Like today's B-2 Stealth bomber (and unlike Jack Northrop's designs), the Go-229 had a comparatively slender airfoil, with the crew and engines housed in dorsal humps, and its jet exhaust was vented onto the top surface of the wing. The first feature made it faster than the stubby Northrop designs; the second made it even harder to detect, as did the fact that wood was extensively used in its construction.

One reason that the Ho 229 never got into production was that Reimar Horten was distracted that winter by another urgent project: the Ho 18 Amerika bomber. This huge, six-engined nurflugel was supposed to carry an atomic bomb to New York or Washington, despite the fact that the bomb was mostly theoretical, the engines probably couldn't have lasted the journey, and the plane couldn't possibly have been completed before Germany surrendered. (At 132 feet, its span was a bit less than that of the Boeing B-29 Superfortress, the largest warplane of World War II, but considerably shorter than the Northrop XB-35 that was in the works from 1941 to 1946.)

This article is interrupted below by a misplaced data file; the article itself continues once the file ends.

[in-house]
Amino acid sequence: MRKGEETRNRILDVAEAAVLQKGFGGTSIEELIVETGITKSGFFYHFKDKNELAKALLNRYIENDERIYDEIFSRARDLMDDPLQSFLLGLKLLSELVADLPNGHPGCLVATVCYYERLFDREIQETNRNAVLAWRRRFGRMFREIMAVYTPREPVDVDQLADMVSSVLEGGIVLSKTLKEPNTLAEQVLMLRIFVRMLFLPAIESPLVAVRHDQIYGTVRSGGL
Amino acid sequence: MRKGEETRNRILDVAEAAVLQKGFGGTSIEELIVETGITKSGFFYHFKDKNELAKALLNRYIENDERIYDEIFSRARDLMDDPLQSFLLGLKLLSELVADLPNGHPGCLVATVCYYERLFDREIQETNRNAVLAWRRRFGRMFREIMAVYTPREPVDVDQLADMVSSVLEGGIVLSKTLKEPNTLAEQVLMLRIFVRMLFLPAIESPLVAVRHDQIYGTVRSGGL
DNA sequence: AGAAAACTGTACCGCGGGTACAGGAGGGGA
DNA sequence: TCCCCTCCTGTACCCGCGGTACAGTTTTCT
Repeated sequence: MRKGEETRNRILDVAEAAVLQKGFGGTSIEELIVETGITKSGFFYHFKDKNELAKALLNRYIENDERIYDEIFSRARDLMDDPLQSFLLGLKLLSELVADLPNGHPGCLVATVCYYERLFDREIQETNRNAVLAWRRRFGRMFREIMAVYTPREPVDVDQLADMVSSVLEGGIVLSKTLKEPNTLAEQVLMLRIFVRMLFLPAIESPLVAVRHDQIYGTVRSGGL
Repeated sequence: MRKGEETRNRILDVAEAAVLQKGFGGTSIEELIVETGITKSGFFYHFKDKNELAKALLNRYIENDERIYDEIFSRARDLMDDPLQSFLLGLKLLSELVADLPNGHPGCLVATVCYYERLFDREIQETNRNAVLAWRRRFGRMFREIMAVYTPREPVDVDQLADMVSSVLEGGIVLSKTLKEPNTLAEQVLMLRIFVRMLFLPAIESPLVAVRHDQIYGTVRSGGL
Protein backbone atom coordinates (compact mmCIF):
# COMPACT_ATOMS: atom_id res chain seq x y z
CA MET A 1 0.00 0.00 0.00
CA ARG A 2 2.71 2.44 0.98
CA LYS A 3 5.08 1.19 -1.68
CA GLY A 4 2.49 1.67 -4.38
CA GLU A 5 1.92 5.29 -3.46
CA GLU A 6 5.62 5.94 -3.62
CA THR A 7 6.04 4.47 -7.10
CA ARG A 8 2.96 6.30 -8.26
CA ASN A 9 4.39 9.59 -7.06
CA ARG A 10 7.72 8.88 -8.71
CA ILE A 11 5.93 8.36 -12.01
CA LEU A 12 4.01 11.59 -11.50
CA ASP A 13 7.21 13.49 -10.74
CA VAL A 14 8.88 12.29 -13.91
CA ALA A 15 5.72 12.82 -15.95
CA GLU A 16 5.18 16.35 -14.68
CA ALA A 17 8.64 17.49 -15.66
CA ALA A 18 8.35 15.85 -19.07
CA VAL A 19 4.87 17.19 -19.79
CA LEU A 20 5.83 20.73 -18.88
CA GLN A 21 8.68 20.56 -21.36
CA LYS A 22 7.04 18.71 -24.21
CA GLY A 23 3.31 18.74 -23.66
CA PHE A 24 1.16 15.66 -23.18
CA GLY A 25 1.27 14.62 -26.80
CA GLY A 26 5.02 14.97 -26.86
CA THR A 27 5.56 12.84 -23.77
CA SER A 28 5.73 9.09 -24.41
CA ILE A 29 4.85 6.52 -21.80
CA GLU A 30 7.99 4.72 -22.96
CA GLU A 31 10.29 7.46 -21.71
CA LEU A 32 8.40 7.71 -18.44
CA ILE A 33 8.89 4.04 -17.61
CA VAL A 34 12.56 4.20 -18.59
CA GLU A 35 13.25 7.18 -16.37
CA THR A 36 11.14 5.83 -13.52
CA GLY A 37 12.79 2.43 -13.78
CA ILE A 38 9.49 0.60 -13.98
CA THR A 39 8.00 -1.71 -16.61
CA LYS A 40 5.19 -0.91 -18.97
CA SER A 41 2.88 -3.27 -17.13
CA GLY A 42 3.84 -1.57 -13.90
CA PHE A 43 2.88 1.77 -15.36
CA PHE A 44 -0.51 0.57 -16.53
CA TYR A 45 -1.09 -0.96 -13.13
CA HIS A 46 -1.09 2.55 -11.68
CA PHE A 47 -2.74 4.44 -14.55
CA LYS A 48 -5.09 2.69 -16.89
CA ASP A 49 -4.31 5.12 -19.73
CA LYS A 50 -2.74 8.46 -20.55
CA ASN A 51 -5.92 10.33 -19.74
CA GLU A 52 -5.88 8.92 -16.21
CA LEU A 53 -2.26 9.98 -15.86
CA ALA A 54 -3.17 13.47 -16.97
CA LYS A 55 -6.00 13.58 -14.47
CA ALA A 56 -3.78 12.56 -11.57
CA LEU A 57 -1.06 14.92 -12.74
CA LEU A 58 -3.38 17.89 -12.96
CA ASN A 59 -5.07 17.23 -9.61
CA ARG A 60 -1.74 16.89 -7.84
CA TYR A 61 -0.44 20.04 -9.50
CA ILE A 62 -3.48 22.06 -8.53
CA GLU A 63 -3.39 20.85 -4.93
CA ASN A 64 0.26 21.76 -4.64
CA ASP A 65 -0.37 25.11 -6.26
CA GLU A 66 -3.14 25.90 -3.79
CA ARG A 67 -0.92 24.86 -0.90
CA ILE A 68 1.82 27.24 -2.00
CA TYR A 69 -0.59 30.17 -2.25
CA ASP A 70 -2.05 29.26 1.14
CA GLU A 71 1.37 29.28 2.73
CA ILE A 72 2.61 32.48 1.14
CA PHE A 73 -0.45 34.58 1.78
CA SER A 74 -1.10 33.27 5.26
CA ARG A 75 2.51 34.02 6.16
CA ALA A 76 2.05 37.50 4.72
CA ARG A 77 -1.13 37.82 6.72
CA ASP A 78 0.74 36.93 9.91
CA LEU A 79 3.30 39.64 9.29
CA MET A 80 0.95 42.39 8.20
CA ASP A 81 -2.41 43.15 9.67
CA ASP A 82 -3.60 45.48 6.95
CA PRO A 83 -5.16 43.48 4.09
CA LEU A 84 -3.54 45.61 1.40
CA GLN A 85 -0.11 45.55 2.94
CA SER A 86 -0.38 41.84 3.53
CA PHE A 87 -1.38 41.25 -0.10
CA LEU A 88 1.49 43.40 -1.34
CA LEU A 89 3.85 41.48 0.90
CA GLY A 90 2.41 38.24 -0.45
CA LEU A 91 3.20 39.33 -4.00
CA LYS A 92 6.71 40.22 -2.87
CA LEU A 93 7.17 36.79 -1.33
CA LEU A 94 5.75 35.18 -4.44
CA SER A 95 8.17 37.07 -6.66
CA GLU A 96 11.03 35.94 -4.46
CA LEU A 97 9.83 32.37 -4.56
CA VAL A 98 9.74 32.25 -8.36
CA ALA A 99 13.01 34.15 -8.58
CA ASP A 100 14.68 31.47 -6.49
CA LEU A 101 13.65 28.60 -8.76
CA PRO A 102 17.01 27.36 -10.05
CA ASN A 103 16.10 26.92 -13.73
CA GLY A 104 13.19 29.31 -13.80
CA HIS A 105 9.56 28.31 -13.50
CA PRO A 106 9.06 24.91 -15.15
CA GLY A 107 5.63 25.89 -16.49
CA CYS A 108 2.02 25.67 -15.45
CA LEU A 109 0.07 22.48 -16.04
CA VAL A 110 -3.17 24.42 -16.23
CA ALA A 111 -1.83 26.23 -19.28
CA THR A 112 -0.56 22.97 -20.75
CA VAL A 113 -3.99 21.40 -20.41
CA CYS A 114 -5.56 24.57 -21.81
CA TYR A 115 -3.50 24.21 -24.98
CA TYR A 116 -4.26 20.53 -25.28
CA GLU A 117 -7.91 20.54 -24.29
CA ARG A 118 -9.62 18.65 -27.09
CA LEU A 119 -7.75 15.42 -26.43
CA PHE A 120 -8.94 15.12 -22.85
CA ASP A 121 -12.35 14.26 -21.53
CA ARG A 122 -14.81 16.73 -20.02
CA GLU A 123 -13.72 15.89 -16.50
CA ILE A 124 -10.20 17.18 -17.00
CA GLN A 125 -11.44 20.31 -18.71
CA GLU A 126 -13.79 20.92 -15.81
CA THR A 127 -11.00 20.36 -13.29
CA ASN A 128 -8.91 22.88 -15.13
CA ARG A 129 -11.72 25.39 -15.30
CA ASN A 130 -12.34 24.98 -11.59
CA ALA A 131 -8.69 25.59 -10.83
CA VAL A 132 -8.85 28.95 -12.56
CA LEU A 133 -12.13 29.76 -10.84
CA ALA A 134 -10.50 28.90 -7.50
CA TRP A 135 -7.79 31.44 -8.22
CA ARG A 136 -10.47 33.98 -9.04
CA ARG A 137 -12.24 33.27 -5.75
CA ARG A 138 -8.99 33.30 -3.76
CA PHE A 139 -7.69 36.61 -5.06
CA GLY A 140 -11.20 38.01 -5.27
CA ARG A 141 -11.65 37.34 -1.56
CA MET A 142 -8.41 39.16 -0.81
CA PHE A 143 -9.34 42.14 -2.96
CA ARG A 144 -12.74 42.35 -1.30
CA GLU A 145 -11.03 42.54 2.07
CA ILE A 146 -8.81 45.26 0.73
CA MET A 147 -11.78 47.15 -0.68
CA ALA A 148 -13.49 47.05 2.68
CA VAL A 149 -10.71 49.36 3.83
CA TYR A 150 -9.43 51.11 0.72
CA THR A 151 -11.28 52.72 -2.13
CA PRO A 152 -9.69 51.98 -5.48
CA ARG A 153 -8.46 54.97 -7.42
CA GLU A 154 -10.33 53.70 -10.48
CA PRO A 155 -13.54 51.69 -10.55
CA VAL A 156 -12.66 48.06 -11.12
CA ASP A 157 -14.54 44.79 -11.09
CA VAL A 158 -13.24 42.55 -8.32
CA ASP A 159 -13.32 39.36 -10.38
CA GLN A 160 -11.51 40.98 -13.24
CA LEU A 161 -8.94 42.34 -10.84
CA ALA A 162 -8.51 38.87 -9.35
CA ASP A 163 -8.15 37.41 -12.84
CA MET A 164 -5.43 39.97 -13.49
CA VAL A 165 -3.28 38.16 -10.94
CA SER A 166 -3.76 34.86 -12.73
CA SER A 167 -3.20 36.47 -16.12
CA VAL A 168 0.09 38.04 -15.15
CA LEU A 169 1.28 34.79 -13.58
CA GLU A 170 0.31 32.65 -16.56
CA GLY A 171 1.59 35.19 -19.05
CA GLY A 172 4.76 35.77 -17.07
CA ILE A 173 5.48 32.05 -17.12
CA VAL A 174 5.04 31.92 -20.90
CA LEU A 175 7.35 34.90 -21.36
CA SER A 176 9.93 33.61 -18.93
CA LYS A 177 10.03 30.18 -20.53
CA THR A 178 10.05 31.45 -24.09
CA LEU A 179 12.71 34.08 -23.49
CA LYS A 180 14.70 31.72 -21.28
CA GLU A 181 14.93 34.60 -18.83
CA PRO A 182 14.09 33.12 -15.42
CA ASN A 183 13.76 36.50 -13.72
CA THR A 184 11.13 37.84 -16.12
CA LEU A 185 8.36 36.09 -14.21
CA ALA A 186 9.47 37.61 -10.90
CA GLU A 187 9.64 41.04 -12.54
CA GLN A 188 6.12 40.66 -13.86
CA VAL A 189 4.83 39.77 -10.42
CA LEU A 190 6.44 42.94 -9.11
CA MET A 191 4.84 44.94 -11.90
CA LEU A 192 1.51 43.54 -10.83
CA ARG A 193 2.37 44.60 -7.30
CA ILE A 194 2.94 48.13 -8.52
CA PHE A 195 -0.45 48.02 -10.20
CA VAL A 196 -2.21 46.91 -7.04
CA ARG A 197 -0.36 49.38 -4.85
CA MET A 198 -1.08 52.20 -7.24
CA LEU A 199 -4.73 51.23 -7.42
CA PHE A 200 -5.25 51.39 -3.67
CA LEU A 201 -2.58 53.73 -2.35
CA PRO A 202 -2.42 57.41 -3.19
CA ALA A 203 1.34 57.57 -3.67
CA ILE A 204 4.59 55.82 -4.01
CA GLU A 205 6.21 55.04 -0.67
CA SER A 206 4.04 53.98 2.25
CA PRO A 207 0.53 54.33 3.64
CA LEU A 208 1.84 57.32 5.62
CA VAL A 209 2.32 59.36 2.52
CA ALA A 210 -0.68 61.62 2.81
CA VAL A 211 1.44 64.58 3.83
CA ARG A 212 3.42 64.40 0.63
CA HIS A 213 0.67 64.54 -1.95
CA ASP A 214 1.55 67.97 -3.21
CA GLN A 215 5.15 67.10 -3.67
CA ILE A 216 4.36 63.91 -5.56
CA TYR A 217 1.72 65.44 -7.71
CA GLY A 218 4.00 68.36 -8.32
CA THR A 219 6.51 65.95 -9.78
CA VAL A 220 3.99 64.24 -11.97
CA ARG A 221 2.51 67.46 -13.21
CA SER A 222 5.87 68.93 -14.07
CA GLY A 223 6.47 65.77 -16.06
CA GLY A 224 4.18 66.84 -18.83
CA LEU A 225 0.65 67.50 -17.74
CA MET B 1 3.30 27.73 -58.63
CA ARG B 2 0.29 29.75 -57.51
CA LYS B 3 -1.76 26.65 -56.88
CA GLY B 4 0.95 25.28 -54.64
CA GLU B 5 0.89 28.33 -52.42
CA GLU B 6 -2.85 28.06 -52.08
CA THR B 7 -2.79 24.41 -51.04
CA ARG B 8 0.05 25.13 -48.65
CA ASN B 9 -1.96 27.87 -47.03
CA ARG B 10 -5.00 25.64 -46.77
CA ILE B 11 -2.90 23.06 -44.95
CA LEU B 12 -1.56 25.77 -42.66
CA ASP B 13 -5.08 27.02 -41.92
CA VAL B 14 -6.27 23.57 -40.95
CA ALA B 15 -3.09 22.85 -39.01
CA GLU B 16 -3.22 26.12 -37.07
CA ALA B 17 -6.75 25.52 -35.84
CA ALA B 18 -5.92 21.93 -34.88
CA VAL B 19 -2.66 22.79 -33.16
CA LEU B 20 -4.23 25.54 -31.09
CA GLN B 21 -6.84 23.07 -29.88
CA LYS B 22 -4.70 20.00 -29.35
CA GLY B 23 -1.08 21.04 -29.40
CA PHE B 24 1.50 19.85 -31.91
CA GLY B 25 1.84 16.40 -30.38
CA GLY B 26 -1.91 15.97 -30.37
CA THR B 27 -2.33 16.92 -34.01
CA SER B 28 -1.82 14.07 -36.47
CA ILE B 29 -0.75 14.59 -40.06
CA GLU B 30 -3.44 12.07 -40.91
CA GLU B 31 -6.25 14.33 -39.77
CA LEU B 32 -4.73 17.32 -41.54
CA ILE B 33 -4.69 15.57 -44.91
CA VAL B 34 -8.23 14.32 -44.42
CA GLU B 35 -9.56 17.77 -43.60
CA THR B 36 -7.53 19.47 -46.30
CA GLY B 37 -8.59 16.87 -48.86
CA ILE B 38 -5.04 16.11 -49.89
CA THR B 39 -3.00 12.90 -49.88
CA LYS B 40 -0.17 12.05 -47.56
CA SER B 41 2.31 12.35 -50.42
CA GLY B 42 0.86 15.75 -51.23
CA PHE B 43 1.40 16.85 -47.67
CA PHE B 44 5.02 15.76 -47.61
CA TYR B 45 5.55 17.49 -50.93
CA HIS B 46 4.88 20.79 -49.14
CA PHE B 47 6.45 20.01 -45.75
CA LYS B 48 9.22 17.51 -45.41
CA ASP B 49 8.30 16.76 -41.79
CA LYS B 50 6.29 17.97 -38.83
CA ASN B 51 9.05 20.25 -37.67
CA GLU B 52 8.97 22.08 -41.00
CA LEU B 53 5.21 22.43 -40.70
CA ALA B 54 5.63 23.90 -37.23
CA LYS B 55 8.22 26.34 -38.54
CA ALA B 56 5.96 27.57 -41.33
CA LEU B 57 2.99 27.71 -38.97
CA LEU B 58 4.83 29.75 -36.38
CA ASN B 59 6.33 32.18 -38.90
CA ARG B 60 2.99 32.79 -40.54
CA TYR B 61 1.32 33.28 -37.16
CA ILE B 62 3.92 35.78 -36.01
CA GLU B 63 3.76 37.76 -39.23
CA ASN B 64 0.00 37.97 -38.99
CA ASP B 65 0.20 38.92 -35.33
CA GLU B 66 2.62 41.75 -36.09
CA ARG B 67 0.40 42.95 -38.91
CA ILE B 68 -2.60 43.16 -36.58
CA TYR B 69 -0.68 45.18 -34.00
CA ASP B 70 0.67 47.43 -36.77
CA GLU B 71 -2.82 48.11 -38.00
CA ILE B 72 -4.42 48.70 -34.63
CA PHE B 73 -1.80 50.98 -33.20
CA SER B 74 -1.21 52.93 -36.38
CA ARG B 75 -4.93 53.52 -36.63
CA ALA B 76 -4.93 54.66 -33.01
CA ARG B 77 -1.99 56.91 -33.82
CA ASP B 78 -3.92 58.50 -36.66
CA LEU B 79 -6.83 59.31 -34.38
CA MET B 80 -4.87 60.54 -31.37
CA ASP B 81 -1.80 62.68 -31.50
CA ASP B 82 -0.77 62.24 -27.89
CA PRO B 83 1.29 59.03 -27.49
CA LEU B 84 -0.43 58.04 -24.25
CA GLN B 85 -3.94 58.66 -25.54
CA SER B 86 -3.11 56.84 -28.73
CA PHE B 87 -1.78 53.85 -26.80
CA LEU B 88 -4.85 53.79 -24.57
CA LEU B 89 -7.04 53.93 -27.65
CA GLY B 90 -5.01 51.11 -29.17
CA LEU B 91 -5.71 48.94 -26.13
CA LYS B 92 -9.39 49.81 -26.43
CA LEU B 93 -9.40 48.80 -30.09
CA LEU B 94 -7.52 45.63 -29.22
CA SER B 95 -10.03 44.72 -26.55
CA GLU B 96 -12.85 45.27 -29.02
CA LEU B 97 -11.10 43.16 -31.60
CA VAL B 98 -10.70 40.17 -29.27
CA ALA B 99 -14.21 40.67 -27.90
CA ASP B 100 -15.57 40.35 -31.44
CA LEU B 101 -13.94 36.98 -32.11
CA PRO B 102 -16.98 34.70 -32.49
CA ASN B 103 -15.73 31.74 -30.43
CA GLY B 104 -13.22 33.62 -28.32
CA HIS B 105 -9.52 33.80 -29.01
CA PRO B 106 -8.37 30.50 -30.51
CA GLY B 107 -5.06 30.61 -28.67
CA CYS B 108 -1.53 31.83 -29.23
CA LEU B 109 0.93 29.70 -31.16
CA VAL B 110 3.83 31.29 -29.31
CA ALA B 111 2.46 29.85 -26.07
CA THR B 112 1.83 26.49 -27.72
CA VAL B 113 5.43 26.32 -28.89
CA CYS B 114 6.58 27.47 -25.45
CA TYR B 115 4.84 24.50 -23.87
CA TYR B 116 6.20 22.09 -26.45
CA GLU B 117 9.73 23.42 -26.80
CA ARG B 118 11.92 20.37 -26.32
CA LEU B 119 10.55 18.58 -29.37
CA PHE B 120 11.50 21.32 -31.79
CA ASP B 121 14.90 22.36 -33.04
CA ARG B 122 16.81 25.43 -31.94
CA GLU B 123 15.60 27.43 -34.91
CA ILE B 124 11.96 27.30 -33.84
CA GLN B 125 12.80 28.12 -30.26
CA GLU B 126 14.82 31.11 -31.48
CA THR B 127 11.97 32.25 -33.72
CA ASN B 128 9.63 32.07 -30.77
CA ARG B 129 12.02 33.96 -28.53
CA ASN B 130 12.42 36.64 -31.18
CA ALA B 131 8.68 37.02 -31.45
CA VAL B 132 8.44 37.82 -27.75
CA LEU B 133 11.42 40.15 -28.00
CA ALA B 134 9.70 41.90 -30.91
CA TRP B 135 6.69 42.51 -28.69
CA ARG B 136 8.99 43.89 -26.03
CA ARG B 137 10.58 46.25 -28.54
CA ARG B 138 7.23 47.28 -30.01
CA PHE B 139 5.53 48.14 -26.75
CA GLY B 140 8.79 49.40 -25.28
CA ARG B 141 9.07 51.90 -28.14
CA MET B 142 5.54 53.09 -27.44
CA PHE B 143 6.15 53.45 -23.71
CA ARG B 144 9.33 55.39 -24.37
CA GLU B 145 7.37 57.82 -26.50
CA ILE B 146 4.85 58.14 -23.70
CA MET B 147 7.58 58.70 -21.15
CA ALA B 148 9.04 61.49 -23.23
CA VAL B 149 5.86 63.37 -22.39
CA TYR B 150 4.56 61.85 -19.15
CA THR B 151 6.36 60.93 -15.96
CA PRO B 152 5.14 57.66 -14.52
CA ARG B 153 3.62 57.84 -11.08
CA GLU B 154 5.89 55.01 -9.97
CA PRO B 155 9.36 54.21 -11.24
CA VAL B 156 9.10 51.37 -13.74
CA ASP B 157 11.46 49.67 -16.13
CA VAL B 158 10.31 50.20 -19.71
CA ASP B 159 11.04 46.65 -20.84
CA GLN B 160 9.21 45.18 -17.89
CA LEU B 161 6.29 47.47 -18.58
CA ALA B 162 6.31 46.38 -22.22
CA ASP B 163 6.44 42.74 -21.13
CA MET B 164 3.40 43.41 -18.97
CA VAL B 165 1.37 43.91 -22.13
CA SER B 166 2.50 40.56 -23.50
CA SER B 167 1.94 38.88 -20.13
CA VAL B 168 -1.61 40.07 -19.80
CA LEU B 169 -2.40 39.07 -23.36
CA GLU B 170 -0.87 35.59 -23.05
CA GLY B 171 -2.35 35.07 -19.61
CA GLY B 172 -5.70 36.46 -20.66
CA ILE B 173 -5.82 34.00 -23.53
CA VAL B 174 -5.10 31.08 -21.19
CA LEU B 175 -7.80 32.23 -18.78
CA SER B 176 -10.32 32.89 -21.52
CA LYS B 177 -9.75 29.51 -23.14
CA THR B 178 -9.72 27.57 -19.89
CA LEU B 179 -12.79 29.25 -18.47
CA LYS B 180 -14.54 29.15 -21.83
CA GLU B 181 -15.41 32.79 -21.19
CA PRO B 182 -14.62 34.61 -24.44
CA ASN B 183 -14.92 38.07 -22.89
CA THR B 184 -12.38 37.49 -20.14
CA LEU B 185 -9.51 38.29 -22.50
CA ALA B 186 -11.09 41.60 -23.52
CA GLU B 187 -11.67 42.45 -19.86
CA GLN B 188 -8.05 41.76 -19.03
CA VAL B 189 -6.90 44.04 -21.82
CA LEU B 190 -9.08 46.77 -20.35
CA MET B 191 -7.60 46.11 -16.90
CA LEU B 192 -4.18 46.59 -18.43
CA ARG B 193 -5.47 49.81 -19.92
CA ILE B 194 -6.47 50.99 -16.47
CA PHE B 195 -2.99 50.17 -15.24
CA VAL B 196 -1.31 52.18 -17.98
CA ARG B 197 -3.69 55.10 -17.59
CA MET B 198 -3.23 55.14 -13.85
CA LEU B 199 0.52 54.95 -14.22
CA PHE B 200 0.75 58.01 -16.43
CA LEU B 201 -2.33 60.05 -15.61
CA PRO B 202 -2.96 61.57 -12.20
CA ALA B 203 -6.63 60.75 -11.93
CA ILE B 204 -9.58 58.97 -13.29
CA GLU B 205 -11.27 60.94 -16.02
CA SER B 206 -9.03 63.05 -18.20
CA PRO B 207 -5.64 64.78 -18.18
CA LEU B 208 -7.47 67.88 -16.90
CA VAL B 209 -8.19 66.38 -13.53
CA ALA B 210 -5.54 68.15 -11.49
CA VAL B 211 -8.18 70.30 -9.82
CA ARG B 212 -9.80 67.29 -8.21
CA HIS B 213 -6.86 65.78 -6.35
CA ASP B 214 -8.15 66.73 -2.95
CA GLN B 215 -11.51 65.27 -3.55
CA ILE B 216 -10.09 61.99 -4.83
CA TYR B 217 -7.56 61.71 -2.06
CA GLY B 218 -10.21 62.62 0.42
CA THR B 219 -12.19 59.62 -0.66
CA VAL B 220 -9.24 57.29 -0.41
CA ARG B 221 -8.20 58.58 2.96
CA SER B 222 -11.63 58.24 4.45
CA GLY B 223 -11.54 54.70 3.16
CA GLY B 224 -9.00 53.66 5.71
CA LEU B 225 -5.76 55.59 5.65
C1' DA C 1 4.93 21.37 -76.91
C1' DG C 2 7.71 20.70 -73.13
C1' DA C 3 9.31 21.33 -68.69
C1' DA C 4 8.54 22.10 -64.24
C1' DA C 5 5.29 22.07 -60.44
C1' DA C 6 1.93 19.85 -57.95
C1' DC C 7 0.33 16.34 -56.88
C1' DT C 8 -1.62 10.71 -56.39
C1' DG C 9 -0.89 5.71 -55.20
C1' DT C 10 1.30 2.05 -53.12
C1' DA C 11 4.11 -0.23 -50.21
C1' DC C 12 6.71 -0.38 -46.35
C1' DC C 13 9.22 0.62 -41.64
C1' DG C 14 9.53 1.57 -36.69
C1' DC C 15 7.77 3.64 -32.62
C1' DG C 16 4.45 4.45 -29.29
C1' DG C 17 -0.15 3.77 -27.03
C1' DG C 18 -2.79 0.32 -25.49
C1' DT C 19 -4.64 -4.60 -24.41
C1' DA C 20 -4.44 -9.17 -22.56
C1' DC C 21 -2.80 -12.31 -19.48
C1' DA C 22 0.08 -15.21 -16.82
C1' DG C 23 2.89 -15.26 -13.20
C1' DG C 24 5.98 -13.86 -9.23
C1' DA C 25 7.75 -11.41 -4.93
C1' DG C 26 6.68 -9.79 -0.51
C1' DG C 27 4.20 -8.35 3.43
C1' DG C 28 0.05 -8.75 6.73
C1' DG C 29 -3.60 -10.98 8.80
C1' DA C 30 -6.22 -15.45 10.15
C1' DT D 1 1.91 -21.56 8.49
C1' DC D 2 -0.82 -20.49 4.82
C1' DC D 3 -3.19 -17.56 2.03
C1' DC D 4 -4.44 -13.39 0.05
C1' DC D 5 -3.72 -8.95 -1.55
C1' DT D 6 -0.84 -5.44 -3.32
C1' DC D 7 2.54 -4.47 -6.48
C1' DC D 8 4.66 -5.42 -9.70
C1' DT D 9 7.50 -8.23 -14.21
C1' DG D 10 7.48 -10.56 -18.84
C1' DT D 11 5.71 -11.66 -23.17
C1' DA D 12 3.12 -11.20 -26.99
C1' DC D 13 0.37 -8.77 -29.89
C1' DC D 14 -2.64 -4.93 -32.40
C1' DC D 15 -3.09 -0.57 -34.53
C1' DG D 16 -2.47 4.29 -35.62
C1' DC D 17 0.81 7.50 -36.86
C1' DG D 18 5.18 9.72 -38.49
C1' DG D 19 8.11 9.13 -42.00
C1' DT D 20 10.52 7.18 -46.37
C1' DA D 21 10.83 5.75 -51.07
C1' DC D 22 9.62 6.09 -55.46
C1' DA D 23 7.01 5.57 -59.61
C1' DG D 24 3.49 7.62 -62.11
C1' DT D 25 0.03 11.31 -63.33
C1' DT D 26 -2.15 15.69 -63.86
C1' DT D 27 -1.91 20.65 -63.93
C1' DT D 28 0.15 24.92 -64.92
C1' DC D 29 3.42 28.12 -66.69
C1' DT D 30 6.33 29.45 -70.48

Several nurflugels came to the U.S. as war booty, including the center section of the Ho 229. Four of them are now back in Germany for restoration, with one to remain there when the work is finished, while the other three rejoin the collection of the National Air & Space Museum. A restored Horten sailplane is on display at Planes of Fame in Chino, California, which also owns a Northrop N-9M, a technology demonstrator roughly the size of the Ho 299, but much less sophisticated.

The future of the Ho 229 itself is uncertain. The center section is presently at the NASM Garber facility, and will eventually go on display at Dulles, but nobody knows whether it will be finished, or to what standard, or whether it will remain a partial relic.